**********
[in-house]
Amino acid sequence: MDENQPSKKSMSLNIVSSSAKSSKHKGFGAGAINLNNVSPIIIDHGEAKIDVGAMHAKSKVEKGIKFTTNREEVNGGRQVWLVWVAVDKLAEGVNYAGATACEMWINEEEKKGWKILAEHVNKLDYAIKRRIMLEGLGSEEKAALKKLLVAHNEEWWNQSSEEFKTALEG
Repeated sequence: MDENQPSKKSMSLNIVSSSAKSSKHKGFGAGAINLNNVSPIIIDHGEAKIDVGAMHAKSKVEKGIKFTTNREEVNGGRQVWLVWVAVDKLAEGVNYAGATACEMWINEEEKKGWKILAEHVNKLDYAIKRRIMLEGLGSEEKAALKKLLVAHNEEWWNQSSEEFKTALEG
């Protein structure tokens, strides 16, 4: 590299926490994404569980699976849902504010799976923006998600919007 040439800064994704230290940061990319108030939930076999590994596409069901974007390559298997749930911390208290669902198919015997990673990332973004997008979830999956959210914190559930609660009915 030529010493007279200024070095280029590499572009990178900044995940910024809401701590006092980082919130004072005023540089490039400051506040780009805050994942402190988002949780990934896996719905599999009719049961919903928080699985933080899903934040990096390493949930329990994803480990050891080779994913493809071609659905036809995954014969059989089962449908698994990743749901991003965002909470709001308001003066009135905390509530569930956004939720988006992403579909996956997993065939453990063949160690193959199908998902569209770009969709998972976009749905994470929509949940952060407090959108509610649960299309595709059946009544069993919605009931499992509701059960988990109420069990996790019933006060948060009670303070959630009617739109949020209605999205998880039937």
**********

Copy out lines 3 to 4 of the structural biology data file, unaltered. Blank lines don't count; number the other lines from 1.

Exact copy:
Repeated sequence: MDENQPSKKSMSLNIVSSSAKSSKHKGFGAGAINLNNVSPIIIDHGEAKIDVGAMHAKSKVEKGIKFTTNREEVNGGRQVWLVWVAVDKLAEGVNYAGATACEMWINEEEKKGWKILAEHVNKLDYAIKRRIMLEGLGSEEKAALKKLLVAHNEEWWNQSSEEFKTALEG
């Protein structure tokens, strides 16, 4: 590299926490994404569980699976849902504010799976923006998600919007 040439800064994704230290940061990319108030939930076999590994596409069901974007390559298997749930911390208290669902198919015997990673990332973004997008979830999956959210914190559930609660009915 030529010493007279200024070095280029590499572009990178900044995940910024809401701590006092980082919130004072005023540089490039400051506040780009805050994942402190988002949780990934896996719905599999009719049961919903928080699985933080899903934040990096390493949930329990994803480990050891080779994913493809071609659905036809995954014969059989089962449908698994990743749901991003965002909470709001308001003066009135905390509530569930956004939720988006992403579909996956997993065939453990063949160690193959199908998902569209770009969709998972976009749905994470929509949940952060407090959108509610649960299309595709059946009544069993919605009931499992509701059960988990109420069990996790019933006060948060009670303070959630009617739109949020209605999205998880039937």